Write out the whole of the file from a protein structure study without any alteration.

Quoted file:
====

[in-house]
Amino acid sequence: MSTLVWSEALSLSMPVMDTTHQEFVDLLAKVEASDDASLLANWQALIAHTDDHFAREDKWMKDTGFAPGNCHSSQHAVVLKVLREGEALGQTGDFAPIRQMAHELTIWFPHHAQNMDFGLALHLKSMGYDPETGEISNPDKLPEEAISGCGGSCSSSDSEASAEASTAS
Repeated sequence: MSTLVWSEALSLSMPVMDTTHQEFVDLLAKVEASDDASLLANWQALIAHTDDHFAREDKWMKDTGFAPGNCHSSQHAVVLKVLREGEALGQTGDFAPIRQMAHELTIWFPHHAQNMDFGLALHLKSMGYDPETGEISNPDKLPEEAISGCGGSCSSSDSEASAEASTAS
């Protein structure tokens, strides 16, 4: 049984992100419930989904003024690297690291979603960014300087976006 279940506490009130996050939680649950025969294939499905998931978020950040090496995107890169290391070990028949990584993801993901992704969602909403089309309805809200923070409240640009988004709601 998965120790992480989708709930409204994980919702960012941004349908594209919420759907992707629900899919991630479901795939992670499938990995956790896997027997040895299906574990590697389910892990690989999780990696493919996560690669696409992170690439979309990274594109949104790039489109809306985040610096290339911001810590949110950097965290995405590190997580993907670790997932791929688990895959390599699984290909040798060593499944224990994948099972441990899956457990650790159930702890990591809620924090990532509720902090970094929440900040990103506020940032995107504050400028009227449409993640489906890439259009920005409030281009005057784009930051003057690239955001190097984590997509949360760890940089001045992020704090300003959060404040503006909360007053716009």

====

[in-house]
Amino acid sequence: MSTLVWSEALSLSMPVMDTTHQEFVDLLAKVEASDDASLLANWQALIAHTDDHFAREDKWMKDTGFAPGNCHSSQHAVVLKVLREGEALGQTGDFAPIRQMAHELTIWFPHHAQNMDFGLALHLKSMGYDPETGEISNPDKLPEEAISGCGGSCSSSDSEASAEASTAS
Repeated sequence: MSTLVWSEALSLSMPVMDTTHQEFVDLLAKVEASDDASLLANWQALIAHTDDHFAREDKWMKDTGFAPGNCHSSQHAVVLKVLREGEALGQTGDFAPIRQMAHELTIWFPHHAQNMDFGLALHLKSMGYDPETGEISNPDKLPEEAISGCGGSCSSSDSEASAEASTAS
């Protein structure tokens, strides 16, 4: 049984992100419930989904003024690297690291979603960014300087976006 279940506490009130996050939680649950025969294939499905998931978020950040090496995107890169290391070990028949990584993801993901992704969602909403089309309805809200923070409240640009988004709601 998965120790992480989708709930409204994980919702960012941004349908594209919420759907992707629900899919991630479901795939992670499938990995956790896997027997040895299906574990590697389910892990690989999780990696493919996560690669696409992170690439979309990274594109949104790039489109809306985040610096290339911001810590949110950097965290995405590190997580993907670790997932791929688990895959390599699984290909040798060593499944224990994948099972441990899956457990650790159930702890990591809620924090990532509720902090970094929440900040990103506020940032995107504050400028009227449409993640489906890439259009920005409030281009005057784009930051003057690239955001190097984590997509949360760890940089001045992020704090300003959060404040503006909360007053716009």